Linzess pros and cons for the treatment of patients with IBS (irritable bowel syndrome) and patients with CIC (chronic idiopathic constipation) are discussed here.
Detailed FDA prescribing information regarding dosage and side effects are discussed in this article: Linaclotide (Linzess) Medication for IBS: Uses, Dosage, Cost, Side effects
What is Linzess (Linaclotide):
Linzess or Linaclotide is a new drug that is used to treat two very common medical conditions:
- IBS-C (irritable bowel syndrome with constipation), and
- CIC (chronic idiopathic constipation)
The one symptom common between these two conditions is constipation. So, basically, Linzess softens the stools by increasing the water content of the stools.
It does so by acting locally on the intraluminal gut epithelial cells activating the GCC receptors. This results in the secretion of chloride and bicarbonate-rich fluid into the intestinal lumen by the chloride channels.
Linzess also activates the smooth muscles of the intestine and increases the peristaltic movements of the gut, thereby increasing gut motility.
Another important function of Linzess that is especially helpful in patients with IBS is that it acts on the intraluminal visceral nerve endings and reduces the pain associated with IBS.
Linzess Pros and Cons:
Linzess Pros and Cons are compared here with other laxatives and stool softeners. It is one of the newly approved medicines used to treat constipation and IBS [Ref]
Linzess is very safe to use:
Linzess (Linaclotide) acts locally and does not get absorbed. Since it does not get into systemic circulation, it is associated with minimal systemic side effects.
Linzess is an effective medicine for chronic constipation and IBS-C:
Linzess (Linaclotide) relieves constipation by increasing gut motility as well as increasing the water content of the stools. Since it has a dual action, it is more potent than most drugs that are used to treat constipation.
Linzess relieves abdominal pain:
Unlike most other laxatives, Linzess does not only relieve constipation, it also acts on the local nerve endings and relieves visceral pain associated with constipation and IBS.
Linzess is taken once daily:
Most other laxative drugs are usually administered two to three times a day. However, Linzess is taken once daily before breakfast. The once-daily dosing is easy for most patients.
Linzess is associated with gastrointestinal side effects. In one study, 35% of the participants reported side effects and 13% had to discontinue Linaclotide because of the side effects [Ref].
It is especially not to be used in children because it can cause severe dehydration.
Why is Linzess Dangerous in Children:
Linzess is considered a very safe medicine, however, in children, especially younger than 6 years of age, it can cause severe diarrhea and dehydration.
It is not recommended to be used in individuals who are younger than 18 years of age and is contraindicated in children 6 years of age or younger.
Younge children may develop severe diarrhea resulting in dehydration. These children may require hospitalization for intravenous fluid administration to prevent kidney injury and hypotension.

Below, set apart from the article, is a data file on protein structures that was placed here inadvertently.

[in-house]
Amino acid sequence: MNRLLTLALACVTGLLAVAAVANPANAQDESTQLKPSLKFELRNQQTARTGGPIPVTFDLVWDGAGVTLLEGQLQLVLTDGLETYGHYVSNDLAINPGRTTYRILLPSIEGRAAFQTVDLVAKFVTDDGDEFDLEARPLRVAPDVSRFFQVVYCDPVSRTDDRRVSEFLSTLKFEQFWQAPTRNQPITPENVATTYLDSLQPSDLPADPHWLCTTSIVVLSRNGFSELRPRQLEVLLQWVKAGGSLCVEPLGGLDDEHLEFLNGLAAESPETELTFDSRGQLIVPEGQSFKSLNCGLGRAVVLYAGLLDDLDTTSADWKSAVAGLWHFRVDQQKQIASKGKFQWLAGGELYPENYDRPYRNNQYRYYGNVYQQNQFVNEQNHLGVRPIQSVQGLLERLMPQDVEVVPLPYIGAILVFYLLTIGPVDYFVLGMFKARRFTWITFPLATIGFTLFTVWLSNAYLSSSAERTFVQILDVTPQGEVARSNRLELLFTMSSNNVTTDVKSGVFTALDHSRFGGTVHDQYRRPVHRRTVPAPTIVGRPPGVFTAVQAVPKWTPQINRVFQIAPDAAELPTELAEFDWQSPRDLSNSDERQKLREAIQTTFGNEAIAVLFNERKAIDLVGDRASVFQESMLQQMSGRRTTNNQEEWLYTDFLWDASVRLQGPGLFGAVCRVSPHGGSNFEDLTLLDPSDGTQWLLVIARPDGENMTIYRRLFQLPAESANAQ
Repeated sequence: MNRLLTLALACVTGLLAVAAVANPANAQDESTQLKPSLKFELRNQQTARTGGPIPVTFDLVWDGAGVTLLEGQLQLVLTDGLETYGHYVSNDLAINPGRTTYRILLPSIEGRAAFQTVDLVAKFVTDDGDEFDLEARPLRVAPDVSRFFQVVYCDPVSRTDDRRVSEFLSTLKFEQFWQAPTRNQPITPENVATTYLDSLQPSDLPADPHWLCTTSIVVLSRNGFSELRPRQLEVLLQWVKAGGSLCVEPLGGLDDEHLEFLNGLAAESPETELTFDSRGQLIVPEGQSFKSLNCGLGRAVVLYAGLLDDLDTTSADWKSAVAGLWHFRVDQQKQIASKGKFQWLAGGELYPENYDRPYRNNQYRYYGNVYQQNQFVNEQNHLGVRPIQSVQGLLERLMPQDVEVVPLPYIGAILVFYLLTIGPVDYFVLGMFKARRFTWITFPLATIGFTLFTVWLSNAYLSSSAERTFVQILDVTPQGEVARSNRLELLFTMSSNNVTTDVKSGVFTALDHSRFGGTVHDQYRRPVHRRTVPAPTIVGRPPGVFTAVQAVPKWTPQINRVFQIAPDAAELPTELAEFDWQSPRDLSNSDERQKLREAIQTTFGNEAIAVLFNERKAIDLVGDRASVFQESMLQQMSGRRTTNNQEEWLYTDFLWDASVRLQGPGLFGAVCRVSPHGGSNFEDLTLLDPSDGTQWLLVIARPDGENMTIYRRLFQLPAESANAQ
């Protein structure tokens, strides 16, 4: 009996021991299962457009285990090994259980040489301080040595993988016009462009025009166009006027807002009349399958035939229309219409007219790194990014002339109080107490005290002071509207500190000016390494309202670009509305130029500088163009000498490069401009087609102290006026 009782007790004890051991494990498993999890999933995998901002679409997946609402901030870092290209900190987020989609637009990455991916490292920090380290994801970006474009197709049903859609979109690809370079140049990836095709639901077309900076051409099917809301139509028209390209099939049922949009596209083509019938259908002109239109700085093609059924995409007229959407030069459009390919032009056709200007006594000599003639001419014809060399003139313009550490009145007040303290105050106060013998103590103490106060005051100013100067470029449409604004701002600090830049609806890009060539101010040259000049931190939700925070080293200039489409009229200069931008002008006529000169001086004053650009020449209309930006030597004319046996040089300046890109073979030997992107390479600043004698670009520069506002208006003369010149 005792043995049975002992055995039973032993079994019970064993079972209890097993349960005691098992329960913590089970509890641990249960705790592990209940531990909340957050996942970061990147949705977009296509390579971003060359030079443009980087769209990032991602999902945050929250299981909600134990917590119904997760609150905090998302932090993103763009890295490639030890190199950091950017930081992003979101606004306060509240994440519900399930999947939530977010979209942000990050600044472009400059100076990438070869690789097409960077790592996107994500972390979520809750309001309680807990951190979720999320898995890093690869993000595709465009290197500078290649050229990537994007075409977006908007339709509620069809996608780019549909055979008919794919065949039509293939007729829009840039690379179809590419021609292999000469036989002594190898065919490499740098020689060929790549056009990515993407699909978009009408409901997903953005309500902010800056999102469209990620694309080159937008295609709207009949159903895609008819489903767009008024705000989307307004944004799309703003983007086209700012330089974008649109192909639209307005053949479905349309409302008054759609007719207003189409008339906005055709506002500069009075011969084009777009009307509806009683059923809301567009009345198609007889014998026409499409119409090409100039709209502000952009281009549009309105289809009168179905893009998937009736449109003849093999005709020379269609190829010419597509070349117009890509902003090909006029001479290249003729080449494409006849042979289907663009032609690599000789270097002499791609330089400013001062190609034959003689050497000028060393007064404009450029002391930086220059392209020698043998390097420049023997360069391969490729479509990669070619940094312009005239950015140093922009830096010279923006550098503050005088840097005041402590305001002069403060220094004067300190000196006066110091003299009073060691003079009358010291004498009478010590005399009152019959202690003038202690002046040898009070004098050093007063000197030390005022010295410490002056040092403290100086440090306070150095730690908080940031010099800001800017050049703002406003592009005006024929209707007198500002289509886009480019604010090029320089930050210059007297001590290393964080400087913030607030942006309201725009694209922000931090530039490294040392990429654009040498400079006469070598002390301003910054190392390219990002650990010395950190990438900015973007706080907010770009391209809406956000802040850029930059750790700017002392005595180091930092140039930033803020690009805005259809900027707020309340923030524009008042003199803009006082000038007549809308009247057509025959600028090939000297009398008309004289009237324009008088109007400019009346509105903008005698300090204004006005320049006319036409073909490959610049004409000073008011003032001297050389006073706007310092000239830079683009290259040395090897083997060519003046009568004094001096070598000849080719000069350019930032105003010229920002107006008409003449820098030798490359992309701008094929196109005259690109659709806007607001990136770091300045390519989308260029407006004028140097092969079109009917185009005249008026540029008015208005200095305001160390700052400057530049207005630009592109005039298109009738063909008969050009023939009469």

Linzess and GI bleeding:
Also, the postmarketing data from Linzess shows that it may cause bleeding from the gut which can be very disturbing for patients [Ref].
Linzess long-term side effects:
Linzess long-term side effects have not been studied beyond 26 weeks [Ref]. However, theoretically, it may result in kidney injury as a result of diarrhea and dehydration. Kidney damage can become permanent even after stopping Linzess.
Chronic use of Linzess can also result in dependence and the patient may develop severe constipation after stopping Linzess which may persist for a long time.
Chronic use, and especially misuse of Linzess, can result in chronic diarrhea, and electrolyte problems. Hypokalemia if persists for a long time as a result of chronic diarrhea can result in muscle weakness and proximal myopathy which may persist for a long time.
Linzess is a Prescription Medicine:
Unlike most laxatives and stool softeners, Linzess is not available OTC (over the counter) and one has to get a prescription for Linzess to get it from a pharmacy. This is not the case with most other stool softeners and laxatives.
Linzess is not approved for use in pregnancy:
Linzess has not been studied in pregnant and breastfeeding females. Although it acts locally, since data is not available to prove its safety in pregnancy and breastfeeding, it is not recommended.
Pregnant females and breastfeeding mothers however can use most other OTC stool softeners.
Linzess is not available worldwide:
Linaclotide is available only in two generic brands: Linzess and Costella. It is not available everywhere. Other laxatives are available worldwide.
Linzess is expensive:
Linzess is too costly. A monthly dose of Linzess costs about USD $500 or more. Other laxatives are more than 100 times cheaper than Linzess.
Table Summarizing the Pros and Cons of Taking Linzess:
|It acts locally and has fewer side effects||It may cause severe diarrhea and dehydration in children|
|It has a dual-action||It may cause GI bleeding|
|It relieves intestinal pain||It is not recommended for pregnant and nursing mothers|
|It is administered once daily||It has only two available brands and is not available everywhere|
|It can be administered via an NG tube||It is very costly|
Lastly, I have a question for you:
Does Linzess cause belly fat?
I think it does not cause belly fat because:
- It acts locally on the intestines and has no direct effects on visceral or belly fat.
- It may cause belly fat to melt rather because of the increase in intestinal motility, it may cause diarrhea and malabsorption of nutrients resulting in some weight loss.